* Record stockpiles, U.S. trade worries pressure iron ore
* Anglo American ordered to shut ops in Brazil after pipeline leak
* Rebar inventory at Chinese traders fall for second week (Updating prices)
By Josephine Mason
BEIJING, April 3 (Reuters) - Chinese steel futures fell for the first time in six trading sessions on Tuesday as investors booked some profits from recent gains spurred by hopes of a revival in demand from the construction sector and a drop in inventory levels.
Iron ore futures were flat amid growing concerns about the impact on demand from the world’s top steel producer from an escalating trade dispute with the United States.
The most-active rebar on the Shanghai Futures Exchange settled at 3,356 yuan ($534) per tonne, down 0.74 percent.
Along with hopes of a recovery in demand, production curbs in China’s key steel city of Handan had helped fuel buying in recent days as authorities sustained the fight against pollution.
Inventories of rebar, used in construction, among Chinese traders fell for a second straight week, ending last week at 9.1 million tonnes, after hitting their highest in five years in March at nearly 10 million tonnes, according to data from SteelHome consultancy. SH-TOT-RBARINV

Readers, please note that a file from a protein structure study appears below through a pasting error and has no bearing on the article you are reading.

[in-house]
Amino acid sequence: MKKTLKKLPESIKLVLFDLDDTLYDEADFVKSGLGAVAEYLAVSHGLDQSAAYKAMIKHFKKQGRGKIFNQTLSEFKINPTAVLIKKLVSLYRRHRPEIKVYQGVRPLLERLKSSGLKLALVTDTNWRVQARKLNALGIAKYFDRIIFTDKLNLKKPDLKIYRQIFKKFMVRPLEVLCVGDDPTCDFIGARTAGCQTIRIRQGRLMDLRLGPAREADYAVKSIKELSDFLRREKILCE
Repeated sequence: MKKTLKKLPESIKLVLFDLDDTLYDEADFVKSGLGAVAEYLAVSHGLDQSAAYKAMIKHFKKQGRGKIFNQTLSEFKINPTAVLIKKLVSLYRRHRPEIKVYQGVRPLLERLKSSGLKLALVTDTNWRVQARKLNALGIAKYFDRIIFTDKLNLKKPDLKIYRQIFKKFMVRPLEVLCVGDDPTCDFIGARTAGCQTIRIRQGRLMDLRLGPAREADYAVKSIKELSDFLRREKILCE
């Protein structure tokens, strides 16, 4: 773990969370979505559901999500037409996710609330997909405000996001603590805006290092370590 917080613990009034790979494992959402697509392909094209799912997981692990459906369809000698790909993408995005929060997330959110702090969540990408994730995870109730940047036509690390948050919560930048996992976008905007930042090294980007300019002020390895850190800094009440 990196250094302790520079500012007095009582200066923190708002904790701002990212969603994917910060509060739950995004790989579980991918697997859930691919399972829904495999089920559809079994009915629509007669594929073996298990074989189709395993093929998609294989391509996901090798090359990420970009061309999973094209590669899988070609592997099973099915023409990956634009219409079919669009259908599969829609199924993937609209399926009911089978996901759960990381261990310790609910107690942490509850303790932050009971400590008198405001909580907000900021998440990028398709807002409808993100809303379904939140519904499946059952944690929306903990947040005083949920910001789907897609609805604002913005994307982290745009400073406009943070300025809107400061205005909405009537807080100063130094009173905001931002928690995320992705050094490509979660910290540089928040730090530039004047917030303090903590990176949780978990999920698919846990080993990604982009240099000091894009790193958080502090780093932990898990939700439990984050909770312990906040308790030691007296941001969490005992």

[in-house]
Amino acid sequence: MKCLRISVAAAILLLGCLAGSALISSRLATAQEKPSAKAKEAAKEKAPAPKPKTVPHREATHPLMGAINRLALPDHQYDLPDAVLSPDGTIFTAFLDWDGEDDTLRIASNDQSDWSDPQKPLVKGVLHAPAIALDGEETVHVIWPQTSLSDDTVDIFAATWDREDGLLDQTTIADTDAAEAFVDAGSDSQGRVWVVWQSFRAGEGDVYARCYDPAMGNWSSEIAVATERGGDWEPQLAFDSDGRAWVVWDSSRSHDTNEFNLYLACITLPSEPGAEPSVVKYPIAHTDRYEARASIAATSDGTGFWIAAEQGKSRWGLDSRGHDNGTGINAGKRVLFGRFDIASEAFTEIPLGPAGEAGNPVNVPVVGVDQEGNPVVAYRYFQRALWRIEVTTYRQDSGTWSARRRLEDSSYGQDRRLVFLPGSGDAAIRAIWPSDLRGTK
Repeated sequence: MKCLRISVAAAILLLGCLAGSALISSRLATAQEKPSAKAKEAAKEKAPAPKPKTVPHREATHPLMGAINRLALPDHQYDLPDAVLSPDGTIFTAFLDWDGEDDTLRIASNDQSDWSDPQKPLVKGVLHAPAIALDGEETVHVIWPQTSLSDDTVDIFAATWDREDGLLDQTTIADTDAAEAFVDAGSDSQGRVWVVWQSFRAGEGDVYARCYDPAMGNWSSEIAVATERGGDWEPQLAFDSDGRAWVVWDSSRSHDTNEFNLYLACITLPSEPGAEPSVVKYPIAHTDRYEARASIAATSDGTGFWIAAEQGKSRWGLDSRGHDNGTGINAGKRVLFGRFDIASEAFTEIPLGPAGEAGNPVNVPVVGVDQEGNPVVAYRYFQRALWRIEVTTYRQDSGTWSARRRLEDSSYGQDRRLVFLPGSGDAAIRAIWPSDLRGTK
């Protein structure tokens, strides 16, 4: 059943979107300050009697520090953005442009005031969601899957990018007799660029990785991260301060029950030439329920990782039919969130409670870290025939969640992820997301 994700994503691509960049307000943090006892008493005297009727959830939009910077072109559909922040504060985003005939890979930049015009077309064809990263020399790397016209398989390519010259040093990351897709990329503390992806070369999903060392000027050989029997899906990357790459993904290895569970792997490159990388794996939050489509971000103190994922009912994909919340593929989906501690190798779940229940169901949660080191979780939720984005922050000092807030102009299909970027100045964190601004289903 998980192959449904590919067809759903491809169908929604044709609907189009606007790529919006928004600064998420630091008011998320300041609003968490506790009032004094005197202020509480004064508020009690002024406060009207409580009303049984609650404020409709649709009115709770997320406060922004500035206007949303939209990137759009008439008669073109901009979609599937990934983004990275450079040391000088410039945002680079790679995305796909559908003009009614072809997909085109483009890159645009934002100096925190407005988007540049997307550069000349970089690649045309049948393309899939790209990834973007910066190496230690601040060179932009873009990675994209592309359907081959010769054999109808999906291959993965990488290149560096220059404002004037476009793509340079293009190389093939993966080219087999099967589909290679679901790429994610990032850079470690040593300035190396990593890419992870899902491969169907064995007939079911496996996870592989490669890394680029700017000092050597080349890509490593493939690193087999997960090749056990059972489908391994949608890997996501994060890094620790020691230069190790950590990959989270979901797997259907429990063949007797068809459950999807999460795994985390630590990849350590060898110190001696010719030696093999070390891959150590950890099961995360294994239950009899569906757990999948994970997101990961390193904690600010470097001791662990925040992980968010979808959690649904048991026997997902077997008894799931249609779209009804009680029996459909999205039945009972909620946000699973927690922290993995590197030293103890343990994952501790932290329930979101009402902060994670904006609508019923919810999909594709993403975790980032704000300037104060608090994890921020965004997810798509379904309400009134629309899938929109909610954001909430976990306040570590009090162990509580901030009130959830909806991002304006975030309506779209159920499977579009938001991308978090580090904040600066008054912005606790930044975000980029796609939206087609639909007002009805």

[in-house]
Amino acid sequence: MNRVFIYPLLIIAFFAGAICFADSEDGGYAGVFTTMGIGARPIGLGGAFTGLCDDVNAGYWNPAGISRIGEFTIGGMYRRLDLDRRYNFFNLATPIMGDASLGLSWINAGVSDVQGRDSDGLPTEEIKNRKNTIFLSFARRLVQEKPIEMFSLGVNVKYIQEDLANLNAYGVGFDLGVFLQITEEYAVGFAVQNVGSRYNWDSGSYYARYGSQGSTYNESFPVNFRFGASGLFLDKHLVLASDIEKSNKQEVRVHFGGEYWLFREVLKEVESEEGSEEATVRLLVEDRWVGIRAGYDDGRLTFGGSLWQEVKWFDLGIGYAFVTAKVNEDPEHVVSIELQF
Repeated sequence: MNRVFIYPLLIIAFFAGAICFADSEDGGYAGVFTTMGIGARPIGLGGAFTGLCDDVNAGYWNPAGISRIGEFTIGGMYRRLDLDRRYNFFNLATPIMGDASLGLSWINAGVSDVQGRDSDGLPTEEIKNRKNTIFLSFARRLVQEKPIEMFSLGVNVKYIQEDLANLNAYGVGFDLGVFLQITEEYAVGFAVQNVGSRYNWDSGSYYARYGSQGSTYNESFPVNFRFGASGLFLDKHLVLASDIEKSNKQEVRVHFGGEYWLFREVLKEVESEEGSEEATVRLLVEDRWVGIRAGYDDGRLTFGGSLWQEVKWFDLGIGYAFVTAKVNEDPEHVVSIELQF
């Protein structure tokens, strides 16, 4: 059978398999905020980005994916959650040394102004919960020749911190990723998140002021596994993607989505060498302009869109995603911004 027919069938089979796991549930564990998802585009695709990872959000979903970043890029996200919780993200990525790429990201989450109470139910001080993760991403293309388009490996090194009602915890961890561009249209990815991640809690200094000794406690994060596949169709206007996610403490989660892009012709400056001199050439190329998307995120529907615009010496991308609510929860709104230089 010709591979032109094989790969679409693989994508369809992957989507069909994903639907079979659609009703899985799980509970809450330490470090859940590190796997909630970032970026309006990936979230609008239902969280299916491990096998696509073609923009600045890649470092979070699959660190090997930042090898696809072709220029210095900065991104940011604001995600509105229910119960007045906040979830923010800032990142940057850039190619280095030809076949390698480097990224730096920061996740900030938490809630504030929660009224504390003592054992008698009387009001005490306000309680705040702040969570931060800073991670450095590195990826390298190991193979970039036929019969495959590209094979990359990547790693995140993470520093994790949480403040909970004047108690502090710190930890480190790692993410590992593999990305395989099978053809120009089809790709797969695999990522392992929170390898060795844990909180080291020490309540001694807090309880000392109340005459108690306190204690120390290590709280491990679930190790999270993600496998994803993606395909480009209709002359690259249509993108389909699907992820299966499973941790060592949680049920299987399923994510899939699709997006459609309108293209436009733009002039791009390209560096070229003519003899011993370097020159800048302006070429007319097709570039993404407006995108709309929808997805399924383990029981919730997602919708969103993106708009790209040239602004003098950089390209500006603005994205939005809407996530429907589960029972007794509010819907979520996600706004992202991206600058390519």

Iron ore on the Dalian Commodity Exchange settled at 447 yuan per tonne, down 1 yuan from Monday’s settlement.
Stocks of iron ore at China’s ports reached a record high of 161.68 million tonnes on Friday, up 9 percent this year, according to SteelHome data. SH-TOT-IRONINV
“A supply-side disruption and positive economic data should support iron ore prices in coming days, despite the rising fears of a trade war,” ANZ Research said in a note.
On Friday, Brazilian environmental regulators ordered miner Anglo American Plc to halt operations in the country in the wake of a pipeline leak.
“This is likely to see the premium that high-grade iron ore commands over lower grades remain high for the foreseeable future,” ANZ said.
The mine was expected to produce 15 million tonnes of high-grade iron ore fines this year, the bank said. ($1 = 6.2839 Chinese yuan) (Reporting by Josephine Mason Editing by Manolo Serapio Jr. and Subhranshu Sahu)